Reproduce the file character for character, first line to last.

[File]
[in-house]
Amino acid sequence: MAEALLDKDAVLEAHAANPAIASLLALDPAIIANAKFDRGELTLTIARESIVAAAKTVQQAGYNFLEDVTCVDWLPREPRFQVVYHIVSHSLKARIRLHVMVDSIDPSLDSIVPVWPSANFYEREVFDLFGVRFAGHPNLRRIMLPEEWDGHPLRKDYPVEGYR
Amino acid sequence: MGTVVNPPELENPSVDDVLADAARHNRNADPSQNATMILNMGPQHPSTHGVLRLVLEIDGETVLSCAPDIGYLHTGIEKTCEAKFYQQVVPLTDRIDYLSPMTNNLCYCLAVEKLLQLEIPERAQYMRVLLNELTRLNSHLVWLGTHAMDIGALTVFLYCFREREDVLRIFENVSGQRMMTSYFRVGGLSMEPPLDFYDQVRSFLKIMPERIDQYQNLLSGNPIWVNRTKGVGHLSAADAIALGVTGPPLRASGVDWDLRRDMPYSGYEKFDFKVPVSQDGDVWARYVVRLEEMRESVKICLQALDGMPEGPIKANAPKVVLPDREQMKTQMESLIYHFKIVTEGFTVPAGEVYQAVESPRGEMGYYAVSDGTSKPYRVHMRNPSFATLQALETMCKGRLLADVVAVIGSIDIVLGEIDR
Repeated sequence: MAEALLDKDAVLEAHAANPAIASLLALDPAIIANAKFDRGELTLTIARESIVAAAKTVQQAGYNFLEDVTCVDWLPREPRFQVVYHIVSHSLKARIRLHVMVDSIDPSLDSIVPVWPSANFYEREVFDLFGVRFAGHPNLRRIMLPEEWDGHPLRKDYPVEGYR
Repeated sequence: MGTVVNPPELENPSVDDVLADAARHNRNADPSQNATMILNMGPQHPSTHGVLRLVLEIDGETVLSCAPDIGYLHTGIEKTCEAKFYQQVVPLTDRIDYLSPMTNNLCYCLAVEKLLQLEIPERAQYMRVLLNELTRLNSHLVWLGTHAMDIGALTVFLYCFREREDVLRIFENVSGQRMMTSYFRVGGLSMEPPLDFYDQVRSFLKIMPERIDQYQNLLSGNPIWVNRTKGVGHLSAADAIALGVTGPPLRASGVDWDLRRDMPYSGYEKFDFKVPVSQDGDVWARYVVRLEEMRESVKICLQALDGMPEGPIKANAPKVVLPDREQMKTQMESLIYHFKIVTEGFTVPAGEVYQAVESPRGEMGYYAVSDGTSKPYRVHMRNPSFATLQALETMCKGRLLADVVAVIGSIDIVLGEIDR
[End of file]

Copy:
[in-house]
Amino acid sequence: MAEALLDKDAVLEAHAANPAIASLLALDPAIIANAKFDRGELTLTIARESIVAAAKTVQQAGYNFLEDVTCVDWLPREPRFQVVYHIVSHSLKARIRLHVMVDSIDPSLDSIVPVWPSANFYEREVFDLFGVRFAGHPNLRRIMLPEEWDGHPLRKDYPVEGYR
Amino acid sequence: MGTVVNPPELENPSVDDVLADAARHNRNADPSQNATMILNMGPQHPSTHGVLRLVLEIDGETVLSCAPDIGYLHTGIEKTCEAKFYQQVVPLTDRIDYLSPMTNNLCYCLAVEKLLQLEIPERAQYMRVLLNELTRLNSHLVWLGTHAMDIGALTVFLYCFREREDVLRIFENVSGQRMMTSYFRVGGLSMEPPLDFYDQVRSFLKIMPERIDQYQNLLSGNPIWVNRTKGVGHLSAADAIALGVTGPPLRASGVDWDLRRDMPYSGYEKFDFKVPVSQDGDVWARYVVRLEEMRESVKICLQALDGMPEGPIKANAPKVVLPDREQMKTQMESLIYHFKIVTEGFTVPAGEVYQAVESPRGEMGYYAVSDGTSKPYRVHMRNPSFATLQALETMCKGRLLADVVAVIGSIDIVLGEIDR
Repeated sequence: MAEALLDKDAVLEAHAANPAIASLLALDPAIIANAKFDRGELTLTIARESIVAAAKTVQQAGYNFLEDVTCVDWLPREPRFQVVYHIVSHSLKARIRLHVMVDSIDPSLDSIVPVWPSANFYEREVFDLFGVRFAGHPNLRRIMLPEEWDGHPLRKDYPVEGYR
Repeated sequence: MGTVVNPPELENPSVDDVLADAARHNRNADPSQNATMILNMGPQHPSTHGVLRLVLEIDGETVLSCAPDIGYLHTGIEKTCEAKFYQQVVPLTDRIDYLSPMTNNLCYCLAVEKLLQLEIPERAQYMRVLLNELTRLNSHLVWLGTHAMDIGALTVFLYCFREREDVLRIFENVSGQRMMTSYFRVGGLSMEPPLDFYDQVRSFLKIMPERIDQYQNLLSGNPIWVNRTKGVGHLSAADAIALGVTGPPLRASGVDWDLRRDMPYSGYEKFDFKVPVSQDGDVWARYVVRLEEMRESVKICLQALDGMPEGPIKANAPKVVLPDREQMKTQMESLIYHFKIVTEGFTVPAGEVYQAVESPRGEMGYYAVSDGTSKPYRVHMRNPSFATLQALETMCKGRLLADVVAVIGSIDIVLGEIDR